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Police wrap up second quizzing session with Netanyahu, investigate new suspect

Israeli Prime Minister Benjamin Netanyahu chairs the weekly cabinet meeting in Jerusalem on January 1, 2017
Gali Tibbon (AFP)
Thursday's quizzing session lasted about five hours and was related to two separate cases, police said

Israeli police on Thursday wrapped up their second session of questioning Israeli Prime Minister Benjamin Netanyahu, with the session lasting about five hours.

It was the second time this week that the prime minister was quizzed over graft suspicions, with a previous three-hour session taking place on Monday.  According to a police statement, Netanyahu was questioned about a separate matter as well during Thursday's session.

The statement from the police said that over the past few days another suspect was investigated in connection with the case but did not provide additional details.

Israel's National Radio reported that the head of the National Fraud Investigation Unit was with the team of investigators that had arrived at the Prime Minister's residence for the questioning.

In statement after Monday's questioning, the Attorney General's office said they would further pursue the line of investigation, providing no details regarding its substance.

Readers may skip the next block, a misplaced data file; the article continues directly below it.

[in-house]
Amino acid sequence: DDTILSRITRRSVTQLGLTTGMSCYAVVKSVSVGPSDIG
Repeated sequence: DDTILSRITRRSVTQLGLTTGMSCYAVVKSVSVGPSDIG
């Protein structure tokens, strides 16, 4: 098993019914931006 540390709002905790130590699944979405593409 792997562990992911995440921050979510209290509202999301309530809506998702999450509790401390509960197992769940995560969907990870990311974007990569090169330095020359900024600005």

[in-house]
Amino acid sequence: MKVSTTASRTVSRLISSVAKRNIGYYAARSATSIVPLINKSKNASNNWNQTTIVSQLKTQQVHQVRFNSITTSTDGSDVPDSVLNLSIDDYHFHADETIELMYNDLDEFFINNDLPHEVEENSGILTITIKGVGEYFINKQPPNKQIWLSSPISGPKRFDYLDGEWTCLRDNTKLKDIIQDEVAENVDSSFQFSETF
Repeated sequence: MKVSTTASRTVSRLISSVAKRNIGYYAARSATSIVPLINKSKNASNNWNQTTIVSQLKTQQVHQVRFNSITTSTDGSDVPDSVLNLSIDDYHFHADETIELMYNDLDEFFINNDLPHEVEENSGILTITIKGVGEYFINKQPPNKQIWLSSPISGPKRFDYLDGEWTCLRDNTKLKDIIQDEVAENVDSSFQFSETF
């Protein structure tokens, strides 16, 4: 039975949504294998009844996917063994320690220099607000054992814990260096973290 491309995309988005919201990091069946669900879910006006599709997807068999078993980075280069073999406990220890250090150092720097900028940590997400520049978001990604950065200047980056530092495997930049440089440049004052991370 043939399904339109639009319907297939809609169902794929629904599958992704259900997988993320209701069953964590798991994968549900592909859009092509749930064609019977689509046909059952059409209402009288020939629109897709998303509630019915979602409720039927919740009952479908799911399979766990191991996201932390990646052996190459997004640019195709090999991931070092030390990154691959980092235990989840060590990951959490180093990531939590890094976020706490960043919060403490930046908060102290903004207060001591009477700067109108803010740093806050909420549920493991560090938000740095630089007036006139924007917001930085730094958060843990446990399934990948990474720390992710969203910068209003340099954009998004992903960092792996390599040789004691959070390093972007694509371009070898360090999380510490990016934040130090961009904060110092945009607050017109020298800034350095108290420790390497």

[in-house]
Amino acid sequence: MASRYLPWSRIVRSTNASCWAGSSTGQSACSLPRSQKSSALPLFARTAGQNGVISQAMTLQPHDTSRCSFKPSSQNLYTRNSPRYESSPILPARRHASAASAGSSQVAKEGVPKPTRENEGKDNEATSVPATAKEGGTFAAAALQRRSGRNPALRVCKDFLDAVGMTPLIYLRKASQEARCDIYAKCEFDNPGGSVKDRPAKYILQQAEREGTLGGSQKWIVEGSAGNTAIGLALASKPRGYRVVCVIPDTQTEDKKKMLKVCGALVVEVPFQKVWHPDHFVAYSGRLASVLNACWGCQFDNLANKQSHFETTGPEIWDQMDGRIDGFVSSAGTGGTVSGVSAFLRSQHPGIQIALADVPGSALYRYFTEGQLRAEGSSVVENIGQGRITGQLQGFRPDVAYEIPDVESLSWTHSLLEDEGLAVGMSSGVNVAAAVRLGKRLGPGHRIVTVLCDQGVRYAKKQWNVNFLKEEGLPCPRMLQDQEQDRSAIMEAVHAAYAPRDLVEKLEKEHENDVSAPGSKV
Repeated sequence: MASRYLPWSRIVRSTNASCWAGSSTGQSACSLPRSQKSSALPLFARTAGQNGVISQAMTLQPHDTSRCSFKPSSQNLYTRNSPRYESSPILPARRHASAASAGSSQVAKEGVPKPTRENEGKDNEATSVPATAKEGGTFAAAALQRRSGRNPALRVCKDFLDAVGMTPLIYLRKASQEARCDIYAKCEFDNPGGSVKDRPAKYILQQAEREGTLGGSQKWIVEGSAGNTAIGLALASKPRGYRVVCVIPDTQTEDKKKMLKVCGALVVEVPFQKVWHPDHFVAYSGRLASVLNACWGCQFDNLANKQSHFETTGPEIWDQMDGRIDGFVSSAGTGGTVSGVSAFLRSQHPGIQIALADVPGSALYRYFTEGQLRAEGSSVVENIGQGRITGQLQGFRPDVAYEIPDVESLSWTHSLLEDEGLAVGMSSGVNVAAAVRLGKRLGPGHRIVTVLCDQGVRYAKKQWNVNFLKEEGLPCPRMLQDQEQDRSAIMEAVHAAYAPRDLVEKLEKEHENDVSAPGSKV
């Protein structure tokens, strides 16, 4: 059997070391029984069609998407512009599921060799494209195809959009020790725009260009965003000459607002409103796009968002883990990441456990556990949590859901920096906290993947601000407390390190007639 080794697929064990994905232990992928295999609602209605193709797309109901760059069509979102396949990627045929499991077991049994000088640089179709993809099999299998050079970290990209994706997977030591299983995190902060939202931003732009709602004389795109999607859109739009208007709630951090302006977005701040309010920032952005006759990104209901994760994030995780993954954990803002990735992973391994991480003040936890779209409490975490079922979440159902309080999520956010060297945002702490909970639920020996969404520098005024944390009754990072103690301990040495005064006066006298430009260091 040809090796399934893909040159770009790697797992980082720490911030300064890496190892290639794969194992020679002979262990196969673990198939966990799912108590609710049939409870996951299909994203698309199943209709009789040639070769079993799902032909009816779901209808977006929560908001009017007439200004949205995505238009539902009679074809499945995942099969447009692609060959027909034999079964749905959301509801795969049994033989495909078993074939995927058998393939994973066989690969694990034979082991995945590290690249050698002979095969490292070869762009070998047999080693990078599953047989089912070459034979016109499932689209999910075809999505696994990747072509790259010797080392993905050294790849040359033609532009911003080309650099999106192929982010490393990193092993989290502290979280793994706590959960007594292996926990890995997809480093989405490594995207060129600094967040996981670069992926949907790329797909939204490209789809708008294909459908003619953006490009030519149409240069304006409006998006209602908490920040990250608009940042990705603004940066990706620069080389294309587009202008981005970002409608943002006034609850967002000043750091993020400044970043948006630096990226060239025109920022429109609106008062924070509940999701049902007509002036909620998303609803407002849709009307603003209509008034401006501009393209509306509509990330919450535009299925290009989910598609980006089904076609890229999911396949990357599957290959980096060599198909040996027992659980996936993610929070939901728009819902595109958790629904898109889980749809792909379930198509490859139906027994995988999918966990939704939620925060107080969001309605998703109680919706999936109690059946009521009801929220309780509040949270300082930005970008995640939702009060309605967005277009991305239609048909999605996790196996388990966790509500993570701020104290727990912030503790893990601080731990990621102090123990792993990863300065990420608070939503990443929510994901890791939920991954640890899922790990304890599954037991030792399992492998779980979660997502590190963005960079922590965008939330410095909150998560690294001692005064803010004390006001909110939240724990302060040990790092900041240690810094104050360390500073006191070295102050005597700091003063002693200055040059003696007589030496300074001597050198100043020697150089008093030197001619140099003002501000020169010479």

The statement however pointed out that in a number of past allegations against Netanyahu, specifically in connection with funding of 2009 election, there was "no evidentiary basis" warranting further investigation.

Media reports earlier said that Netanyahu would be questioned over whether he illegally accepted gifts from wealthy supporters, in a probe shaking the country's political scene.

Netanyahu is suspected of receiving tens of thousands of dollars worth of illicit gifts from wealthy supporters, according to media reports, however, investigators have revealed little on the probe.

The Haaretz daily on Thursday named Hollywood producer Arnon Milchan as one of the business people who is reported to have bequeathed the prime minister with lavish gifts.

According to the report, Milchan has also provided assistance with military transactions and has been linked with other notable Israeli political figures including Yair Lapid.

Lapid is the chair of the center-left Yesh Atid party (There is a Future), and according to a poll by Israel's Channel 10 news last week, Yesh Atid could oust Netanyahu's Likud as head of government if elections were held today.

Milchan is linked to Australian billionaire James Packer, whose named has also come up during the investigation into the Prime Minister, said Haaretz.

Milchan executive produced the film "Fight Club," and was a producer on "Mr and Mrs Smith," among many others, and according to Haaretz, holds a 9.8 percent stake in Israel's Channel 10.

Netanyahu has denied any wrongdoing, saying repeatedly that "there will be nothing because there is nothing".

Comments

(1)

"I've said it before and I'll say it once again: there will be nothing because there is nothing." Yup, Netanyahu has swallowed the stupid pill. And there's no antidote for that.

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